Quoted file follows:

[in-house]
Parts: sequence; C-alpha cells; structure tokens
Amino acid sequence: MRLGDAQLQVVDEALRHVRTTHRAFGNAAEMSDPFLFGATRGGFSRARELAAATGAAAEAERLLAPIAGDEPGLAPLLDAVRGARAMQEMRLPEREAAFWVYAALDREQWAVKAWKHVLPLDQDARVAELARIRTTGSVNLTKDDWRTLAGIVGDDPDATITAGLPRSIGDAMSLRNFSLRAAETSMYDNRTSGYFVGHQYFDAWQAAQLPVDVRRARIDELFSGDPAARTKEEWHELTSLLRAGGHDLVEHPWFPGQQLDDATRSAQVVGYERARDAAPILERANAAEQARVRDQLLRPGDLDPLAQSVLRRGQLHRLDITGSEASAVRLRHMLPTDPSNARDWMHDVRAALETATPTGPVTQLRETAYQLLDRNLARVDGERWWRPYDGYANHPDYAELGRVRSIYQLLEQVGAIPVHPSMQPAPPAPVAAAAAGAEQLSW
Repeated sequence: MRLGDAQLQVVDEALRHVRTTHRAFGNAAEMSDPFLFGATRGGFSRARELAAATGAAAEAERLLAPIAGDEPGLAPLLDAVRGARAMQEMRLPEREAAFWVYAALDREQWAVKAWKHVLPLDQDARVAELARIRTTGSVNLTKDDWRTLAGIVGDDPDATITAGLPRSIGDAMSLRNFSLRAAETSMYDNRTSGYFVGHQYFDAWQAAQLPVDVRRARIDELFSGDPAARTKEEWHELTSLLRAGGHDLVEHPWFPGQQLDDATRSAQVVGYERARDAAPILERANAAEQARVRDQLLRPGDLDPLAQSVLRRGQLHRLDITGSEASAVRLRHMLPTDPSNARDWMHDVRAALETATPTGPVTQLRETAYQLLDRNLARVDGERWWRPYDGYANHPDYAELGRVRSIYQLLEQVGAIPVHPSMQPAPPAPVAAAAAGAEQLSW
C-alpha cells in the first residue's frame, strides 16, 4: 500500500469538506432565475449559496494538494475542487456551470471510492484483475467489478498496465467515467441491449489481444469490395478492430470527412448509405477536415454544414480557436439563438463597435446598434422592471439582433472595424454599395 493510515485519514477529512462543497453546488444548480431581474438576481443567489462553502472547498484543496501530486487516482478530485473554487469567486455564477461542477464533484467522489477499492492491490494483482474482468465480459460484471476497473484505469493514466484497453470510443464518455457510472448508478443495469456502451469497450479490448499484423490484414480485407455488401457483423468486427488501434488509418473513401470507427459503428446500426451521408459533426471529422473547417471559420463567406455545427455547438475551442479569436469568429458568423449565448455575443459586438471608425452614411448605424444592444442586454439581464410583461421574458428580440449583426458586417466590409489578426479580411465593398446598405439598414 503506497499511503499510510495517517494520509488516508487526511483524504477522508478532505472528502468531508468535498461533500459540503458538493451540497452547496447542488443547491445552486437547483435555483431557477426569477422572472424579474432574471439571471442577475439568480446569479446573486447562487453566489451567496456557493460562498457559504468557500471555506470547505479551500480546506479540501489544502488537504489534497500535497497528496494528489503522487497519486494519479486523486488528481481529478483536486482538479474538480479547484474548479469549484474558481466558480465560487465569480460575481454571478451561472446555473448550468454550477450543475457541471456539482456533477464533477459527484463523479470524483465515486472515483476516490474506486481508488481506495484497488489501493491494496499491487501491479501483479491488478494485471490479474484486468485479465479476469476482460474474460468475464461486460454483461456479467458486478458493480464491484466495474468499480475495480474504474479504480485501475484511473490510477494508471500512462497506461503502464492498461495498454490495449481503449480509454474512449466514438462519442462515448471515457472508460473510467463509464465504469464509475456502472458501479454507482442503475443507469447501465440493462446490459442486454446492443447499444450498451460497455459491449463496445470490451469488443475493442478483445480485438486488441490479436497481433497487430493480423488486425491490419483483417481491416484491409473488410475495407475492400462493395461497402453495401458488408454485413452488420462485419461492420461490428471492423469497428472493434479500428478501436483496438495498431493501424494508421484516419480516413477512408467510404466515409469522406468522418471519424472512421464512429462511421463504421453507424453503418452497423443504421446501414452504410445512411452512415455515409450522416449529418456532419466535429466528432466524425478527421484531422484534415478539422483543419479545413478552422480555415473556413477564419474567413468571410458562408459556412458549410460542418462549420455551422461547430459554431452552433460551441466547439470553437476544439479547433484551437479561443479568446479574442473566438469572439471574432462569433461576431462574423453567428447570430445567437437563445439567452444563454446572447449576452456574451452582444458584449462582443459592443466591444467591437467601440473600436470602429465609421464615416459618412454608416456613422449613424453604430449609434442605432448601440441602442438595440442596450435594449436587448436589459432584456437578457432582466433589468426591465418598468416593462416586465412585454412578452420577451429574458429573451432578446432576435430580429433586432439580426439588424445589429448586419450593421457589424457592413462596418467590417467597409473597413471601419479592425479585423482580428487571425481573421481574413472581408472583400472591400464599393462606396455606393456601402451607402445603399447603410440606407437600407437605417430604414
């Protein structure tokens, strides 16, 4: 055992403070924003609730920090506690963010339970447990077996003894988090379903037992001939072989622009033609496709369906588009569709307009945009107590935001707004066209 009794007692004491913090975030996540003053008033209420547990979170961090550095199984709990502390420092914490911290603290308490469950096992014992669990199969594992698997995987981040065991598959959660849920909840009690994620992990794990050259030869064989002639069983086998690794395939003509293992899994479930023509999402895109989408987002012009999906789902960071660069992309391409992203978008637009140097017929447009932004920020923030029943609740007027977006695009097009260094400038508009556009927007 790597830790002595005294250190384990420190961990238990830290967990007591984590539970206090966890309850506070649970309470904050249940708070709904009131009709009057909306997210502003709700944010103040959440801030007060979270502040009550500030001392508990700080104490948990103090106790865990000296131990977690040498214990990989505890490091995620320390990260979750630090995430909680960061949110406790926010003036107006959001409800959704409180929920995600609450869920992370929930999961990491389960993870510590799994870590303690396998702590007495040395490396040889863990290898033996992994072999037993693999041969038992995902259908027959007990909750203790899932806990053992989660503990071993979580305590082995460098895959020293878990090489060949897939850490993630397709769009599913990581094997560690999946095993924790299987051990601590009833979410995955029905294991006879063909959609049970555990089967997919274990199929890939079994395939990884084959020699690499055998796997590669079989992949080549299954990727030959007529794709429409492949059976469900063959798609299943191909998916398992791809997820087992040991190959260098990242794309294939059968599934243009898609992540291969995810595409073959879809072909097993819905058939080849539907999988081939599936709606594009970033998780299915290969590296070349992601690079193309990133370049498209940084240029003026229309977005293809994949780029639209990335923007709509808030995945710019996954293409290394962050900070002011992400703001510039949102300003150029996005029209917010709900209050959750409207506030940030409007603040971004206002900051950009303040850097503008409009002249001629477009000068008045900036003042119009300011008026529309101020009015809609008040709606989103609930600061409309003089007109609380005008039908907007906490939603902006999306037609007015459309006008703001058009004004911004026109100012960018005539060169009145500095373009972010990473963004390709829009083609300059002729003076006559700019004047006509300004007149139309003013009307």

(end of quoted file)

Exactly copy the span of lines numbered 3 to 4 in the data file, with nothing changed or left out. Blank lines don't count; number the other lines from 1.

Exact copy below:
Amino acid sequence: MRLGDAQLQVVDEALRHVRTTHRAFGNAAEMSDPFLFGATRGGFSRARELAAATGAAAEAERLLAPIAGDEPGLAPLLDAVRGARAMQEMRLPEREAAFWVYAALDREQWAVKAWKHVLPLDQDARVAELARIRTTGSVNLTKDDWRTLAGIVGDDPDATITAGLPRSIGDAMSLRNFSLRAAETSMYDNRTSGYFVGHQYFDAWQAAQLPVDVRRARIDELFSGDPAARTKEEWHELTSLLRAGGHDLVEHPWFPGQQLDDATRSAQVVGYERARDAAPILERANAAEQARVRDQLLRPGDLDPLAQSVLRRGQLHRLDITGSEASAVRLRHMLPTDPSNARDWMHDVRAALETATPTGPVTQLRETAYQLLDRNLARVDGERWWRPYDGYANHPDYAELGRVRSIYQLLEQVGAIPVHPSMQPAPPAPVAAAAAGAEQLSW
Repeated sequence: MRLGDAQLQVVDEALRHVRTTHRAFGNAAEMSDPFLFGATRGGFSRARELAAATGAAAEAERLLAPIAGDEPGLAPLLDAVRGARAMQEMRLPEREAAFWVYAALDREQWAVKAWKHVLPLDQDARVAELARIRTTGSVNLTKDDWRTLAGIVGDDPDATITAGLPRSIGDAMSLRNFSLRAAETSMYDNRTSGYFVGHQYFDAWQAAQLPVDVRRARIDELFSGDPAARTKEEWHELTSLLRAGGHDLVEHPWFPGQQLDDATRSAQVVGYERARDAAPILERANAAEQARVRDQLLRPGDLDPLAQSVLRRGQLHRLDITGSEASAVRLRHMLPTDPSNARDWMHDVRAALETATPTGPVTQLRETAYQLLDRNLARVDGERWWRPYDGYANHPDYAELGRVRSIYQLLEQVGAIPVHPSMQPAPPAPVAAAAAGAEQLSW